Nic Bladen

Ten years ago, Cape Town sculptor and jewellery designer Nic Bladen began merging his knowledge of dental technology and bronze casting to create a unique way of preserving plants.  Today, his designs are worn by celebrities and his beautifully detailed floral sculptures have been exhibited all over the world. 

Bladen comments on his switch from dental technician to jewellery designer saying; "my work as a crown and bridge technician involved extremely accurate casting methods.  I began toying with casting flowers but these experiments stayed in drawers until, in 2000, a friend introduced me to Otto du Plessis at Bronze Age Foundry in Simon's Town.  When I walked into the foundry, I knew immediately that this was the next step towards my destiny.  I began an apprenticeship there the following year. "

He describes this detailed and intricate process by saying, "I specialise in casting organic matter in bronze, silver or gold, and am therefore continually learning about different species of plants and flowers.  I use and ancient "lost-wax" casting technique, forming a plaster mould around a wax pattern.  The mould is baked in a kiln, causing the wax to melt and run out.  Metal is then poured into the cavity and the mould is chipped off the casting.  However, instead of wax, I employ flowers, leaves and seedpods.  I attach fittings to my castings to create neckpieces, bracelets and rings.  I have to make these castings wearable but my sense of design mustn't interfere with what I've taken from nature."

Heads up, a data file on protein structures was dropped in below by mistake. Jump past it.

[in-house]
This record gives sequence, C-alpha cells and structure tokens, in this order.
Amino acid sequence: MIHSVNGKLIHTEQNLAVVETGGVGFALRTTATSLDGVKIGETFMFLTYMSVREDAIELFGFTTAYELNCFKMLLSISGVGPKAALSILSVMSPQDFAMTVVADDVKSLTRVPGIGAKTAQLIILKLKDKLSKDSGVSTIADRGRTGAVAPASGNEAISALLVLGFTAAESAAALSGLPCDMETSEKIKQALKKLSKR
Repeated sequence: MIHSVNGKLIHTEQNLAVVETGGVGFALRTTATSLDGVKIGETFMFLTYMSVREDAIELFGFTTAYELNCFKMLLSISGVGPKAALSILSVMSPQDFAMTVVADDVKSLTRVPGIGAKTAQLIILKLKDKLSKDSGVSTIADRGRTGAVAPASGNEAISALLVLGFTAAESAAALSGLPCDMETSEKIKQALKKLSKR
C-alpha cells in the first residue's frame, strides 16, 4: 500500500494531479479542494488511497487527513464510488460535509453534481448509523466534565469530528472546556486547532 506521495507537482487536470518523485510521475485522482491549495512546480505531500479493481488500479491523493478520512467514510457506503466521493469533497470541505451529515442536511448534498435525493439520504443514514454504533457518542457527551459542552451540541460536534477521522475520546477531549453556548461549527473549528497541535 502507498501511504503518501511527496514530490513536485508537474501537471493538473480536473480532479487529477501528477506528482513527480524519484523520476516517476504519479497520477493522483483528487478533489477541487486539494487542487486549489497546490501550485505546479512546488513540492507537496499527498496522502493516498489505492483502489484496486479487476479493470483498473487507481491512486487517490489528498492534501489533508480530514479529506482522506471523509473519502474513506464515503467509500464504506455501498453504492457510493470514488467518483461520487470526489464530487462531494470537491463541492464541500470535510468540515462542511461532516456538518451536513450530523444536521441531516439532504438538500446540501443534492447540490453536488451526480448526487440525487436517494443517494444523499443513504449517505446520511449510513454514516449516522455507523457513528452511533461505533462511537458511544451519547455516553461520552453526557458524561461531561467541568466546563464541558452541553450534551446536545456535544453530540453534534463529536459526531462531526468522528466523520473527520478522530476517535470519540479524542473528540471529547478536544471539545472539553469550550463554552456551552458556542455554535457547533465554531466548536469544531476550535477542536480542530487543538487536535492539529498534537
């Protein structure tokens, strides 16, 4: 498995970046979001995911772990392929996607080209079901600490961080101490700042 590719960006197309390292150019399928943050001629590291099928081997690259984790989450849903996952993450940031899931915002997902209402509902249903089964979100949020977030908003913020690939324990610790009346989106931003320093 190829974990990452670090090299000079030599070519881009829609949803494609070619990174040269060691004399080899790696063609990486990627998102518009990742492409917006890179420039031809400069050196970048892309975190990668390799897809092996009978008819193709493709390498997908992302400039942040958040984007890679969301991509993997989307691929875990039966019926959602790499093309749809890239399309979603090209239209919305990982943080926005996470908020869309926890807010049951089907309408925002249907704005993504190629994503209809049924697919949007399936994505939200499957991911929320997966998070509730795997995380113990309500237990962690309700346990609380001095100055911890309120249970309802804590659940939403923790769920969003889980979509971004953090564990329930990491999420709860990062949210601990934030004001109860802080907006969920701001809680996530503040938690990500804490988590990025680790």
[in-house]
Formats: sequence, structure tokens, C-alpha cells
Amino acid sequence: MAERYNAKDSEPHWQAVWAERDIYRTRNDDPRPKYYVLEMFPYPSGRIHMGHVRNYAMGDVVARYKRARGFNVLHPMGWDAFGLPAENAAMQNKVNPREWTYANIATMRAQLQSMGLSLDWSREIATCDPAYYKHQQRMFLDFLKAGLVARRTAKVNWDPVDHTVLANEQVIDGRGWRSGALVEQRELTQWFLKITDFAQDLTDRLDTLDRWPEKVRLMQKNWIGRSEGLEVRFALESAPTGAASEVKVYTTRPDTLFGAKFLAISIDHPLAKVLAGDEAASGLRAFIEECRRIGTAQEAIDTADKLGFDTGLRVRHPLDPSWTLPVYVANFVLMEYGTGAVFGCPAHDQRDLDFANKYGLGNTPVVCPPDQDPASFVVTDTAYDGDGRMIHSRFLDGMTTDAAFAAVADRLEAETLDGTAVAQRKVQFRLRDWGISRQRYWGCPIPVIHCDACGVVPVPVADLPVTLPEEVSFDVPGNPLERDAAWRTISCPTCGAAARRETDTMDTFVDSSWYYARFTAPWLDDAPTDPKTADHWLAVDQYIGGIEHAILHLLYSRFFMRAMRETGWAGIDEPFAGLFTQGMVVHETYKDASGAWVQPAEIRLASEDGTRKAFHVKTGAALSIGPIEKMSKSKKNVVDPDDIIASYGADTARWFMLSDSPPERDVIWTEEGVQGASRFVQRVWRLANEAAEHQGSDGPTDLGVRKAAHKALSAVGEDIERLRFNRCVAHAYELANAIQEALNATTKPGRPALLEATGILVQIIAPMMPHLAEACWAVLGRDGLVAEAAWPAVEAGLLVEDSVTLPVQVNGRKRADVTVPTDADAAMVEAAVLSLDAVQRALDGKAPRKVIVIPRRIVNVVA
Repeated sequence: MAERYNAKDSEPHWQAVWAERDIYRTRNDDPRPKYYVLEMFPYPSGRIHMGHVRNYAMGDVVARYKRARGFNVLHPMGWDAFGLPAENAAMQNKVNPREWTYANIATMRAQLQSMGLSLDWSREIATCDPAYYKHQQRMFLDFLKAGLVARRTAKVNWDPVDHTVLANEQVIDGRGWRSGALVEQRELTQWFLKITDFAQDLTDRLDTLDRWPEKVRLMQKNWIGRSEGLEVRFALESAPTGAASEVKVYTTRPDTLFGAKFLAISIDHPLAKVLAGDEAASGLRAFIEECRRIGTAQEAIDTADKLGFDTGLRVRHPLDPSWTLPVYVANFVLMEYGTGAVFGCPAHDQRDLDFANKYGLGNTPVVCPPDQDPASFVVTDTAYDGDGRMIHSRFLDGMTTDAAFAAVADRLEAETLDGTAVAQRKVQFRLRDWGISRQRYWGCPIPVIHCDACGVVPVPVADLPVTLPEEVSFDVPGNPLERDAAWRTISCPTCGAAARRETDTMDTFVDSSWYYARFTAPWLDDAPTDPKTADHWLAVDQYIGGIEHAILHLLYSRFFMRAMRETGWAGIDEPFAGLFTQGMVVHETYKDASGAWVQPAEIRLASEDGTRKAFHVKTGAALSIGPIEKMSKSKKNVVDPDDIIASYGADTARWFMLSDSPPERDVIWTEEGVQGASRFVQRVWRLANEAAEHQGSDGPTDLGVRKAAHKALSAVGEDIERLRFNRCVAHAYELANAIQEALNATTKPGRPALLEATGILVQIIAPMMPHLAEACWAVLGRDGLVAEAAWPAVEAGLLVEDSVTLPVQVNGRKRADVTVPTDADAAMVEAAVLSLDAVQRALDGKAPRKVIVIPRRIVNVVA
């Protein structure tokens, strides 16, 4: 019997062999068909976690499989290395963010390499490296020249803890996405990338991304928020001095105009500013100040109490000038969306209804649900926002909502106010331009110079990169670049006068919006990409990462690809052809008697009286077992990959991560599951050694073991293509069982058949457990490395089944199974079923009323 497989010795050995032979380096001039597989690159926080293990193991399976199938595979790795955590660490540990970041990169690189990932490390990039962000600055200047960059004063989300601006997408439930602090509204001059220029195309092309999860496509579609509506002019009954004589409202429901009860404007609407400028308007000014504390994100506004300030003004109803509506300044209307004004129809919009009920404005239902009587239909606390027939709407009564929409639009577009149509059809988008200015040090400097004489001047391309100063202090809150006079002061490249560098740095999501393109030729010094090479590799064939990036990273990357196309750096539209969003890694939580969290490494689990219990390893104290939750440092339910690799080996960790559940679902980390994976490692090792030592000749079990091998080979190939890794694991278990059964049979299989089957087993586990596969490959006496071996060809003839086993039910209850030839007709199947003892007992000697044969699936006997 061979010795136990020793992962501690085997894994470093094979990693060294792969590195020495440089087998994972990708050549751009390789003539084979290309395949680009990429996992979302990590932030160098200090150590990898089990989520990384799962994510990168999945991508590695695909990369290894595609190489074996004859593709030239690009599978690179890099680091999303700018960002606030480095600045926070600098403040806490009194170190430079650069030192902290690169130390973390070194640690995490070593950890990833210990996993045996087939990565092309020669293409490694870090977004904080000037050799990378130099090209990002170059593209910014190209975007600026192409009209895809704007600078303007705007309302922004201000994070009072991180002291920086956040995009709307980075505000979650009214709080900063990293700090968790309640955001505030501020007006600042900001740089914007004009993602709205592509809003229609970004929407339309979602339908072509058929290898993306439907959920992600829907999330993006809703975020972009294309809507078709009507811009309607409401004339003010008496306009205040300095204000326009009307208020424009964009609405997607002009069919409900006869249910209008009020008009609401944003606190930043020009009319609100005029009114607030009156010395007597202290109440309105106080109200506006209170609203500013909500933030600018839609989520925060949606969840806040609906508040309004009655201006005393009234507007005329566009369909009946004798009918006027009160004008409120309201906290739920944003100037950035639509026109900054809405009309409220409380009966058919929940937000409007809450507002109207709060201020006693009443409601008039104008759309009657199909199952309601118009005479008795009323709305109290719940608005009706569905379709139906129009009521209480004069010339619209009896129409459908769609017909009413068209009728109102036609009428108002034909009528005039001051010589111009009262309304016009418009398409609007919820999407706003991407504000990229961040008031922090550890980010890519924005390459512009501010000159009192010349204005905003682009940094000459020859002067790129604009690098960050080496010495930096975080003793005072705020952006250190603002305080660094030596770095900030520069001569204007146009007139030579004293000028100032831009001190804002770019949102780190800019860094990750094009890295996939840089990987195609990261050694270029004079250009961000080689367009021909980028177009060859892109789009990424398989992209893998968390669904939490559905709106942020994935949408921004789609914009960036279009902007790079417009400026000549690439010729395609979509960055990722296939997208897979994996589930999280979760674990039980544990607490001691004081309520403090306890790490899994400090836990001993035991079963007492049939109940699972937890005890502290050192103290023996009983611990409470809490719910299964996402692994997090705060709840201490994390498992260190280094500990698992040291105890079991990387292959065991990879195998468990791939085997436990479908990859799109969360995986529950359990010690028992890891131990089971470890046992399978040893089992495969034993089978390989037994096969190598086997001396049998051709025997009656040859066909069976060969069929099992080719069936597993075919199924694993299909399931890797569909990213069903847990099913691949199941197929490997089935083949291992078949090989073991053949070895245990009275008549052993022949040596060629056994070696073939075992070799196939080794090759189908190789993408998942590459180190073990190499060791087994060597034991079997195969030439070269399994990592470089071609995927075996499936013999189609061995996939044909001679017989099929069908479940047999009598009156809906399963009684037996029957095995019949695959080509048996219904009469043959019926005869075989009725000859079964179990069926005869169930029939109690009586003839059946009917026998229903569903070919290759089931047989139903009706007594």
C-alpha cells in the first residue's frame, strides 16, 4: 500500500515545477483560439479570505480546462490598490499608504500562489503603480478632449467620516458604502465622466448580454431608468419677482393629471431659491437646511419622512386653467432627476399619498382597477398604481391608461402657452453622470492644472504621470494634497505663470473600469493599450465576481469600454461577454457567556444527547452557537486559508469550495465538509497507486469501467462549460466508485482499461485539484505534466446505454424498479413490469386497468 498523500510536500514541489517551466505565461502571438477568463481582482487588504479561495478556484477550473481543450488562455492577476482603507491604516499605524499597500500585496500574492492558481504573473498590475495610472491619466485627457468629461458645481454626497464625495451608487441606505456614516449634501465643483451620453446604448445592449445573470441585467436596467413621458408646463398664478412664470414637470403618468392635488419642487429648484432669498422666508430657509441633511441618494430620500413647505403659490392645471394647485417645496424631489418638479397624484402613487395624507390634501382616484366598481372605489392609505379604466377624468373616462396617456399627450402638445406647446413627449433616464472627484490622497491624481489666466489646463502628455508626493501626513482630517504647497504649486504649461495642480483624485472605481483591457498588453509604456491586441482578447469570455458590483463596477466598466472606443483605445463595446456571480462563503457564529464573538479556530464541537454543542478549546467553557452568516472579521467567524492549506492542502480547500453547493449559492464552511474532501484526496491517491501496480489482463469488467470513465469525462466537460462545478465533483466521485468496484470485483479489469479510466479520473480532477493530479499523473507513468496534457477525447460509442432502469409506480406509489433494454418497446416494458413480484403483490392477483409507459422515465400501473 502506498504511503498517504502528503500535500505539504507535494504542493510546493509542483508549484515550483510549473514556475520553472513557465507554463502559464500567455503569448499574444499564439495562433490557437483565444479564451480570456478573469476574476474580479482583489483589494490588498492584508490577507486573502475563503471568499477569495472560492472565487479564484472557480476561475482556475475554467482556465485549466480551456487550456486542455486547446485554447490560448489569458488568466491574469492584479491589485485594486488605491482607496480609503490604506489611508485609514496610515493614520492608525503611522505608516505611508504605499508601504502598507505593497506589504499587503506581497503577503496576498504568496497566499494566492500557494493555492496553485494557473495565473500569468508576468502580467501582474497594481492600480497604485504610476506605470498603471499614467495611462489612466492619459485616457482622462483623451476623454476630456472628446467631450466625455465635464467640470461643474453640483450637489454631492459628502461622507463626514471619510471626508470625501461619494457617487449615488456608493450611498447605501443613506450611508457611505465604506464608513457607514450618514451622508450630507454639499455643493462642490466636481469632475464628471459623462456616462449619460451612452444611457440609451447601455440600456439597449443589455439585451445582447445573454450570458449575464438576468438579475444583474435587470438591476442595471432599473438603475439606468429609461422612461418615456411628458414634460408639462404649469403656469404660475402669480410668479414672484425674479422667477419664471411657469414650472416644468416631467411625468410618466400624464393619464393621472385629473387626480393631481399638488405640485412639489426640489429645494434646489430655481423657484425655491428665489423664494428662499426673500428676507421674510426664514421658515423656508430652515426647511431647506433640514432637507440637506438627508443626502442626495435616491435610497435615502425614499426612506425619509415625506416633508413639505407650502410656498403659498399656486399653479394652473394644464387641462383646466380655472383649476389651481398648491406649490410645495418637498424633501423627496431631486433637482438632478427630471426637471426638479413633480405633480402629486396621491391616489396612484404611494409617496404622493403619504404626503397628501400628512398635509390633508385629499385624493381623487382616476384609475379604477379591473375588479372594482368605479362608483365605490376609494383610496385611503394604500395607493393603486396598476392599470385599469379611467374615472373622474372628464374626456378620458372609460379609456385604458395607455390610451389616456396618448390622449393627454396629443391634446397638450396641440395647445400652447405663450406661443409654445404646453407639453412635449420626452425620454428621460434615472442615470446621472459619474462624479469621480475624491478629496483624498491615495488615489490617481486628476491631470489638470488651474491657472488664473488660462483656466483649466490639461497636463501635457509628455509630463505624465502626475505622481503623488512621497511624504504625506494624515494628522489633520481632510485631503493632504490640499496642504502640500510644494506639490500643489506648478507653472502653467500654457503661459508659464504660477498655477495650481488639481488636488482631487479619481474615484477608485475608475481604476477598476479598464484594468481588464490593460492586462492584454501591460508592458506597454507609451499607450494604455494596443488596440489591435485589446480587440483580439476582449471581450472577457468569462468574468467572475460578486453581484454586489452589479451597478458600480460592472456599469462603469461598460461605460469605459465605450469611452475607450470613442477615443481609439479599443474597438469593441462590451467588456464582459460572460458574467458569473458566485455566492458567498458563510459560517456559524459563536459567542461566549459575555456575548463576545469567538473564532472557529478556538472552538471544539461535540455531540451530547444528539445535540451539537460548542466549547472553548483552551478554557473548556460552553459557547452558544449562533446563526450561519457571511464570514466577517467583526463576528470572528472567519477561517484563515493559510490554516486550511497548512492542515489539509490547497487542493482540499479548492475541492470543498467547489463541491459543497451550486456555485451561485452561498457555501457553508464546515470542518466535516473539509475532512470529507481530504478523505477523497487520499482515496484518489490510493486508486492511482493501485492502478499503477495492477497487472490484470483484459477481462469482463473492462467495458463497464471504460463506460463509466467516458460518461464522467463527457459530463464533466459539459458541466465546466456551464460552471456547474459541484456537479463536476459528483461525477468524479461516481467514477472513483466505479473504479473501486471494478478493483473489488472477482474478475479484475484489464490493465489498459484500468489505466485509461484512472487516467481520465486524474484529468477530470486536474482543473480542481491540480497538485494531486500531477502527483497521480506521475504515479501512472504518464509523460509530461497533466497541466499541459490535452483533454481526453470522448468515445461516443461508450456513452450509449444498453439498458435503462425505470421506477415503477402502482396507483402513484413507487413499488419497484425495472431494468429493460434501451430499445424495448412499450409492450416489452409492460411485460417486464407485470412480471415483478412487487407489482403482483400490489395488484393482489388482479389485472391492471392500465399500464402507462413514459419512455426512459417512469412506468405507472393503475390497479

Passionate about indigenous plants and flowers, Bladen considers the statement people who wear his pieces are making, "nature-inspired creations speak to the gardener, the bird-lover, the botanist or the seer of patterns.  I think when people wear my jewellery, they are saying: "I've found something frozen in time."  Plant species are fast vanishing..."

Bladen has been approached by the Table Mountain Fund to portray their motives with sculptural pieces, saying; " There is a documentary value to these castings, in the sense that these pieces will exist long after many of the plants have died out." 1

1: Text Elle Decoration and Nic Bladen / Photographs by Pierre van der Spuy